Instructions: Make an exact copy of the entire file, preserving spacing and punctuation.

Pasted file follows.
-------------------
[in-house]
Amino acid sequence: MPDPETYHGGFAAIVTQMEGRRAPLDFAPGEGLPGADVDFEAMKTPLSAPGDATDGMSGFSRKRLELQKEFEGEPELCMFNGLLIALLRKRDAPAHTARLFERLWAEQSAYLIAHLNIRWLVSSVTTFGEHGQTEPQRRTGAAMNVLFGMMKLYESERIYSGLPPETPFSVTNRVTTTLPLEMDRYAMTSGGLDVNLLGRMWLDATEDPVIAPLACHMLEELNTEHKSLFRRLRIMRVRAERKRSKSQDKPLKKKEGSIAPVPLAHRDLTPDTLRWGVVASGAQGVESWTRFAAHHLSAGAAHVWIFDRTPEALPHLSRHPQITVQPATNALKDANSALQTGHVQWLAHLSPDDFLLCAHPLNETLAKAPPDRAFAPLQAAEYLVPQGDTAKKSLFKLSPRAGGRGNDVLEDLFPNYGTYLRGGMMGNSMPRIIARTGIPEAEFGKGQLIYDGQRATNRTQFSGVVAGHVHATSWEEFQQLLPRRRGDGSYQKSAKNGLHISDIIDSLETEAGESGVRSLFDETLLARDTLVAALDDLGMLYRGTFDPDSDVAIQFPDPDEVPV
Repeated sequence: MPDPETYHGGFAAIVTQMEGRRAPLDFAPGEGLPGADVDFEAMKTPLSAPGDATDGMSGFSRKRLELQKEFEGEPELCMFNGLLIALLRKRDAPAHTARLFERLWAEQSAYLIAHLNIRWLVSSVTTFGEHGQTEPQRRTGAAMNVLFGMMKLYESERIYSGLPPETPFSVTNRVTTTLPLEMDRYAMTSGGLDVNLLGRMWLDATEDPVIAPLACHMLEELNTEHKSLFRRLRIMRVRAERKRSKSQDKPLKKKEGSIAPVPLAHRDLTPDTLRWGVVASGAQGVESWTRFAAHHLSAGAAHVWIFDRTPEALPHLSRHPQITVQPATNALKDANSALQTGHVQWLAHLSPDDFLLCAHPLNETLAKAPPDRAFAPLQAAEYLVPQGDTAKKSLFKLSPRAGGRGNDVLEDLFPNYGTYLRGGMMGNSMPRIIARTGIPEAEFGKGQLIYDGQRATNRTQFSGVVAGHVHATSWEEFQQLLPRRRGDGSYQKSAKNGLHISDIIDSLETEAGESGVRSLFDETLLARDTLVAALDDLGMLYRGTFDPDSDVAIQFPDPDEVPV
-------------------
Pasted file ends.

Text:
[in-house]
Amino acid sequence: MPDPETYHGGFAAIVTQMEGRRAPLDFAPGEGLPGADVDFEAMKTPLSAPGDATDGMSGFSRKRLELQKEFEGEPELCMFNGLLIALLRKRDAPAHTARLFERLWAEQSAYLIAHLNIRWLVSSVTTFGEHGQTEPQRRTGAAMNVLFGMMKLYESERIYSGLPPETPFSVTNRVTTTLPLEMDRYAMTSGGLDVNLLGRMWLDATEDPVIAPLACHMLEELNTEHKSLFRRLRIMRVRAERKRSKSQDKPLKKKEGSIAPVPLAHRDLTPDTLRWGVVASGAQGVESWTRFAAHHLSAGAAHVWIFDRTPEALPHLSRHPQITVQPATNALKDANSALQTGHVQWLAHLSPDDFLLCAHPLNETLAKAPPDRAFAPLQAAEYLVPQGDTAKKSLFKLSPRAGGRGNDVLEDLFPNYGTYLRGGMMGNSMPRIIARTGIPEAEFGKGQLIYDGQRATNRTQFSGVVAGHVHATSWEEFQQLLPRRRGDGSYQKSAKNGLHISDIIDSLETEAGESGVRSLFDETLLARDTLVAALDDLGMLYRGTFDPDSDVAIQFPDPDEVPV
Repeated sequence: MPDPETYHGGFAAIVTQMEGRRAPLDFAPGEGLPGADVDFEAMKTPLSAPGDATDGMSGFSRKRLELQKEFEGEPELCMFNGLLIALLRKRDAPAHTARLFERLWAEQSAYLIAHLNIRWLVSSVTTFGEHGQTEPQRRTGAAMNVLFGMMKLYESERIYSGLPPETPFSVTNRVTTTLPLEMDRYAMTSGGLDVNLLGRMWLDATEDPVIAPLACHMLEELNTEHKSLFRRLRIMRVRAERKRSKSQDKPLKKKEGSIAPVPLAHRDLTPDTLRWGVVASGAQGVESWTRFAAHHLSAGAAHVWIFDRTPEALPHLSRHPQITVQPATNALKDANSALQTGHVQWLAHLSPDDFLLCAHPLNETLAKAPPDRAFAPLQAAEYLVPQGDTAKKSLFKLSPRAGGRGNDVLEDLFPNYGTYLRGGMMGNSMPRIIARTGIPEAEFGKGQLIYDGQRATNRTQFSGVVAGHVHATSWEEFQQLLPRRRGDGSYQKSAKNGLHISDIIDSLETEAGESGVRSLFDETLLARDTLVAALDDLGMLYRGTFDPDSDVAIQFPDPDEVPV